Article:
Surgically treated cervical myelopathy: a functional outcome comparison study between multilevel anterior cervical decompression fusion with instrumentation and posterior laminoplasty.Spine J. 2013 Jul; 13(7):723-31.SJ
Multilevel cervical myelopathy can be treated with anterior cervical discectomy and fusion (ACDF) or corpectomy via the anterior approach and laminoplasty via the posterior approach. Till date, there is no proven superior approach.
To elucidate any potential advantage of one approach over the other with regard to clinical midterm outcomes in this study.
A prospective, 2-year follow-up of patients with cervical myelopathy treated with multilevel anterior cervical decompression fusion and plating and posterior laminoplasty.
In total, 116 patients were studied. Sixty-four patients underwent ACDF two levels and above or anterior cervical corpectomy and fusion one level and above. Fifty-two patients underwent posterior cervical surgery (laminoplasty C3-C6 and C3-C7).
Self-report measures: Japan Orthopedic Association (JOA) score, JOA recovery rate, visual analog scale for neck pain (VASNP), neck disability index (NDI), and American Academy of Orthopaedic Surgeons (AAOS) neurogenic symptom score (AAOS-NSS). Physiologic measures: range of motion (ROM) flexion and extension of neck. Functional measures: short-form 36 (SF-36) score comprising physical functioning, physical role function, bodily pain, general health, vitality, social role function, emotional role function, and mental health scales.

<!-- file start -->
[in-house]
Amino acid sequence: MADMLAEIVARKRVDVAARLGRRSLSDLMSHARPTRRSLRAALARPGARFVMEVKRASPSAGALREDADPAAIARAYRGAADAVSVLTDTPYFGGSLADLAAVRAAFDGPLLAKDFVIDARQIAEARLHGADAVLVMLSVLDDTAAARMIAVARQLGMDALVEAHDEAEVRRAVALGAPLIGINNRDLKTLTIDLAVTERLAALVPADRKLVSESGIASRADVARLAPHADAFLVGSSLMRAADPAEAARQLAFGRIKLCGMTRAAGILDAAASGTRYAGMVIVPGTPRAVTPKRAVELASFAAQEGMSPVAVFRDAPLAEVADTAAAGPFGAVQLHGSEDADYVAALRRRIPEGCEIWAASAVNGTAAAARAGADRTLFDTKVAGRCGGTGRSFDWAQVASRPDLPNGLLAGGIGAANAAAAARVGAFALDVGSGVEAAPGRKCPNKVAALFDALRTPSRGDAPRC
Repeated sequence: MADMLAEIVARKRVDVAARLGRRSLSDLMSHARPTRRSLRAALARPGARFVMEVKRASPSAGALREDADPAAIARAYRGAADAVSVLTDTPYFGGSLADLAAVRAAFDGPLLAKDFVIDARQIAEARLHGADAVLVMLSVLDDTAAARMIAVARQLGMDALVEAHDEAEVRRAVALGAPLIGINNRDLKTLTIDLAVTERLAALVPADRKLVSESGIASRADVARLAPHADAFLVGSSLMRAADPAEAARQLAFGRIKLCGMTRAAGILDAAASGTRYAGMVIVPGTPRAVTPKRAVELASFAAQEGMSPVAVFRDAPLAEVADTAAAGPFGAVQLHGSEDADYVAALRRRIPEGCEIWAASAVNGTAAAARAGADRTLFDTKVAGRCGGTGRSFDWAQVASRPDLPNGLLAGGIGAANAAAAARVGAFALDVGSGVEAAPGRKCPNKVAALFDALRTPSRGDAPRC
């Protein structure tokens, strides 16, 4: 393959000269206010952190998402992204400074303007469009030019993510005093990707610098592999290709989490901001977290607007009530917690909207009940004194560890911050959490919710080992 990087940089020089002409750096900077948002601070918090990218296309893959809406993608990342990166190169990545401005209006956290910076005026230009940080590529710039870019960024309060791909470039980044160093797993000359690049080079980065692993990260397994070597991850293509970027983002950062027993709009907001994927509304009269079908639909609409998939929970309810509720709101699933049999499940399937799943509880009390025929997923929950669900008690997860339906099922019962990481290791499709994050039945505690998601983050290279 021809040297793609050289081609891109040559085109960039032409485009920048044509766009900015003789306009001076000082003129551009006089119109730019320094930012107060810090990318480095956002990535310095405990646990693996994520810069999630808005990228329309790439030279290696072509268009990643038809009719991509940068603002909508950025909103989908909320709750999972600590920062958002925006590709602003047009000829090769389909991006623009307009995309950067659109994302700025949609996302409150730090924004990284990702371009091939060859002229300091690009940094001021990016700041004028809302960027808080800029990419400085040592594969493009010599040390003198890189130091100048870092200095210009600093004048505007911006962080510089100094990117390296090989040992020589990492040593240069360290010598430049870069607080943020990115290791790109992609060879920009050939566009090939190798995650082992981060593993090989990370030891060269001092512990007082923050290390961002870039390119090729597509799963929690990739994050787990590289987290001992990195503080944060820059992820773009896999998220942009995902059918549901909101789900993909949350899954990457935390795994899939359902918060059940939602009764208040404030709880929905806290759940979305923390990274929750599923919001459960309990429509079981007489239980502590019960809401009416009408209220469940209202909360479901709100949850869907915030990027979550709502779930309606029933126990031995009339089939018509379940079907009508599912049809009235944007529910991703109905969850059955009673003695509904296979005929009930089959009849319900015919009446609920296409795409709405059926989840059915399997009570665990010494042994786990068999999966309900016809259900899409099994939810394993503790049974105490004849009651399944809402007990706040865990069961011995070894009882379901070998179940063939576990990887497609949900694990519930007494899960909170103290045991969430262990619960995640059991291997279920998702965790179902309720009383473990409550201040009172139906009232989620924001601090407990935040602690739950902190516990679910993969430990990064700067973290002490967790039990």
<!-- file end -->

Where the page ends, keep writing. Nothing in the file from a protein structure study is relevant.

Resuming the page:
Comparison of the JOA scores, JOA recovery rates, NDI scores, SF-36 scores, VASNP, and ROM preoperatively to 2 years. Chi-square and two-sided Student t tests were used to analyze the variables.
Posterior surgery took an hour shorter (p<.05) and had better improvement in JOA scores at early follow-up of 6 months (p=.025). Anterior surgery group had better improvement of NDI scores at early follow-up of 6 months (p=.024) and was associated with less blood loss intraoperatively compared with posterior surgery. There was no statistical difference between the two groups for JOA scores, JOA recovery rates, SF-36 quality-of-life scores, NDI, AAOS-NSS, VAS neck pain, and ROM at 2 years. Complications were higher for anterior surgery group: two hematoma postoperation, one vocal cord paresis, and one new onset C6/C7 dermatome numbness versus one dura leak in posterior surgery group.
Our study showed that patients with multilevel disease treated with laminoplasty do well and compare favorably with patients treated with an anterior approach. Notably, posterior surgery was associated with shorter operating time, better improvement in JOA scores at 6 months, and a tendency toward lesser complications. Posterior surgery was not associated with increased neck disability and neck pain at 2 years. Anterior surgery had better NDI improvement at early follow-up. There is a need for a larger study that is prospectively randomized with long-term follow-up before we can confidently advocate one approach over the other in the management of cervical myelopathy.